Despite Faculty Skepticism: Lessons from a Graduate-Level Seminar in a Hybrid Course Environment

Megan M. Palmer, Genevieve Shaker, Krista Hoffmann-Longtin

Research output: Contribution to journalArticle

4 Scopus citations

Abstract

Despite the fact that online education continues to grow, the vast majority of faculty remain skeptical that online courses can yield the same student learning outcomes as traditional face-to-face courses. In an effort to determine if online graduate courses can be effective, in this study we explore the extent to which qualities commonly found in graduate-level seminars can be replicated in hybrid graduate-level courses. A course for students in a higher education graduate program titled “The American Community College” serves as the study case. The course was developed as a hybrid with synchronous, asynchronous, and in-person elements intended to foster highly interactive exchanges of information, deep analysis of subject matter, and advanced means of communicating one's ideas; all elements of a successful graduate-level course. Web technologies including wikis, blogs, and podcasting provided creative and varied pedagogical tools, which could be fully realized only when students were immersed in the online learning environment. Data collected from students across two semesters and assessment of learning outcomes indicate the value and success of the approach and several advantages to in-person courses, generating a set of implications.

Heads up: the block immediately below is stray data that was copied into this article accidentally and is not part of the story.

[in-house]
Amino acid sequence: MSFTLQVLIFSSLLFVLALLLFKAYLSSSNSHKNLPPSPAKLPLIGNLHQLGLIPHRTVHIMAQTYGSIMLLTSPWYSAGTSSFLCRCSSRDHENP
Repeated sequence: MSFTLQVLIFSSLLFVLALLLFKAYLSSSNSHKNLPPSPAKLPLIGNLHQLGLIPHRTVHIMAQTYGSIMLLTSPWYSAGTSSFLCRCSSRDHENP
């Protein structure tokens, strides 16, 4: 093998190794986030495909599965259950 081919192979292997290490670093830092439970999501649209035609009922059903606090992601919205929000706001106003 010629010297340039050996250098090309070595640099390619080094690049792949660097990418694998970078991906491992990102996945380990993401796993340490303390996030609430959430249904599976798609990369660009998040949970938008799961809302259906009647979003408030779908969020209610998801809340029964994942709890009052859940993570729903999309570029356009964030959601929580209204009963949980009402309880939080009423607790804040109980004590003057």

Original languageEnglish (US)
Pages (from-to)100-106
Number of pages7
JournalCollege Teaching
Volume62
Issue number3
DOIs
StatePublished - Jul 3 2014

Keywords

  • adult learning
  • graduate seminars
  • hybrid courses
  • instructional technology
  • online education

ASJC Scopus subject areas

  • Education

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